When Can a Creditor Pull a Consumer’s Credit Report? The Ninth Circuit Ignites a Controversy
Last month the Ninth Circuit Court of Appeals decided an important consumer protection issue concerning when creditors trying to collect consumer debts can permissibly pull consumers’ credit reports. The Court held that creditors can only pull credit reports if the debt involves a “credit transaction,” in which the consumer directly participated and voluntarily sought credit.
This was an important victory for our client, Maria Pintos. Her car was towed for a registration violation and sold, but the sale price didn’t cover the towing and impound charges. The towing company assigned the outstanding debt to a debt collector, which pulled her credit report to assess whether she had sufficient assets to be worth pursuing for those charges. Apparently it decided she did, because she began to receive nonstop collection calls.
Andy Ogilvie of our firm sued the debt collector on Ms. Pintos’ behalf under the Fair Credit Reporting Act (FCRA) on grounds that it could not pull Ms. Pintos’s credit report in the absence of a “credit transaction.” Ms. Pintos also sued Experian for violating the FCRA by furnishing the credit report to the debt collector.
The trial court ruled in favor of Experian and the debt collector, but the Ninth Circuit Court of Appeals reversed. That Court found that the FCRA only allows debt collectors to obtain credit reports “in connection with a credit transaction involving the consumer.” In our case, Ms. Pintos did not voluntarily seek credit. Rather, the debt arose when the sale price of her vehicle failed to cover the towing and impound charges. Thus, the Court concluded that the debt collector had no permissible purpose under the FCRA to obtain Ms. Pintos’s credit report.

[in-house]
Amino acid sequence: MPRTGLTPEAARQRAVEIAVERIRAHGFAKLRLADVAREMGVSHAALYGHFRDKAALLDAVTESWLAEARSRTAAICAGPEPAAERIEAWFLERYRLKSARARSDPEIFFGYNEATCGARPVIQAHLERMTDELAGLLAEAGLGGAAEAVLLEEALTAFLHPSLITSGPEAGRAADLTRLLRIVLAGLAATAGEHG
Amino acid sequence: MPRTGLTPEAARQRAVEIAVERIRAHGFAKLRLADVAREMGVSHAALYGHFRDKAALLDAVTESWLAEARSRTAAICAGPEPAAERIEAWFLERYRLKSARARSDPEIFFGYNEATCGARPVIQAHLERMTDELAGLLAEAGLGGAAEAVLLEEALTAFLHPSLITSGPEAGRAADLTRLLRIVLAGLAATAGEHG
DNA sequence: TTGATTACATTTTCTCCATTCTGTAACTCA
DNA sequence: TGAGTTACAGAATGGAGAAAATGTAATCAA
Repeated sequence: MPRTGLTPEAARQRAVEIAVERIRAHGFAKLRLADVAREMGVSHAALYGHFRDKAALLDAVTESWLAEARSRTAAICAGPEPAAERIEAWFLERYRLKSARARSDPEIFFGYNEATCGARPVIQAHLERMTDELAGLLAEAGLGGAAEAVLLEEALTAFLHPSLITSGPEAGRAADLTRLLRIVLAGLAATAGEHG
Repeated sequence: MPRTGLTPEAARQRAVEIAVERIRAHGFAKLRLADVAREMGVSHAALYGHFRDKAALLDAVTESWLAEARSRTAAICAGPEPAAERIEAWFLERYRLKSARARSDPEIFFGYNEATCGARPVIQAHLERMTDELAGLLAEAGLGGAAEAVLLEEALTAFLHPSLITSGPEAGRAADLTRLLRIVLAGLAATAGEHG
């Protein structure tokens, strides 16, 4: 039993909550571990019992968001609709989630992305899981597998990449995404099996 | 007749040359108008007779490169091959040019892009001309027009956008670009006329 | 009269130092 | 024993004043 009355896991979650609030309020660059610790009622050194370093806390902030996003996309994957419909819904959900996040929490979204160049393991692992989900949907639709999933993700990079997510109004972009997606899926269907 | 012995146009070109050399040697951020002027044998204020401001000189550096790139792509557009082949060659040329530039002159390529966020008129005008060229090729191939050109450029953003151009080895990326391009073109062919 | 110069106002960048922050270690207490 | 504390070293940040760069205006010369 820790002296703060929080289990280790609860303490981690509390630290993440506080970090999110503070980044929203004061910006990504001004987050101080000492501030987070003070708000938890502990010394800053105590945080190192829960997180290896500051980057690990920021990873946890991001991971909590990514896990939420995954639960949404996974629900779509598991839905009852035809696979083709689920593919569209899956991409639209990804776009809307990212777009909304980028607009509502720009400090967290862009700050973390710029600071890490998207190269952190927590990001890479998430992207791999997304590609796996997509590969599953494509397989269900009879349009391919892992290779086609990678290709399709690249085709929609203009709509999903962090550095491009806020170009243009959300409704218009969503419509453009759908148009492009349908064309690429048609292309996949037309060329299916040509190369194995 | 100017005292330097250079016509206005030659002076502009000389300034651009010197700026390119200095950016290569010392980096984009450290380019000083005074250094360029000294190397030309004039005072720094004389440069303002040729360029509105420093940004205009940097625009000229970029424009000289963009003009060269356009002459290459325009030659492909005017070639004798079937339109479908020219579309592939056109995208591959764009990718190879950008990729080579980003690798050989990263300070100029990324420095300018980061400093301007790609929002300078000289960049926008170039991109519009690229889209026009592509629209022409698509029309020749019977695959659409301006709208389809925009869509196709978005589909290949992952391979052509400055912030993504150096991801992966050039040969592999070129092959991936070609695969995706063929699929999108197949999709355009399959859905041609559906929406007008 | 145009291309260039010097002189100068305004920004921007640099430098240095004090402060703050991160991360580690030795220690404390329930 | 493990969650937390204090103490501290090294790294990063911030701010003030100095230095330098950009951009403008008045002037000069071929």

The Court’s decision has ignited a flurry of opposition. Experian and the debt collector have both asked the Ninth Circuit to re-hear the case or hear it en banc, meaning the entire Ninth Circuit would decide the issue, not just the three-judge panel that decided the case. They have been joined by a Who’s Who of debt collectors, including the Association of Credit and Collection Professionals, the Consumer Data Industry Association, the Commercial Law League of America, DBA International (f/k/a Debt Buyer’s Association) and the Center for Enforcement of Family Support. All of these industry groups urge the Court to reverse its holding. Among other arguments, they complain that this case may deprive debt collectors of a “well-established” permissible purpose under the FCRA to obtain credit reports to collect judgment debts, liens, health care receivables, or overdue child support payments.
We believe that the FCRA is intended to provide important protections to consumers, including that a creditor may not access a consumer’s credit report unless it is associated with a “credit transaction.” In the view of the various industry groups listed above, a “credit transaction” can just mean a claim that something is owed. It remains to be seen whether the Ninth Circuit will take another look at his case and ultimately, whether it will continue to view the FCRA as an important consumer protection statute.
The case is Pintos v. Pacific Creditors Ass’n, –F.3d–, 2007 WL 2743502 (9th Cir. 2007).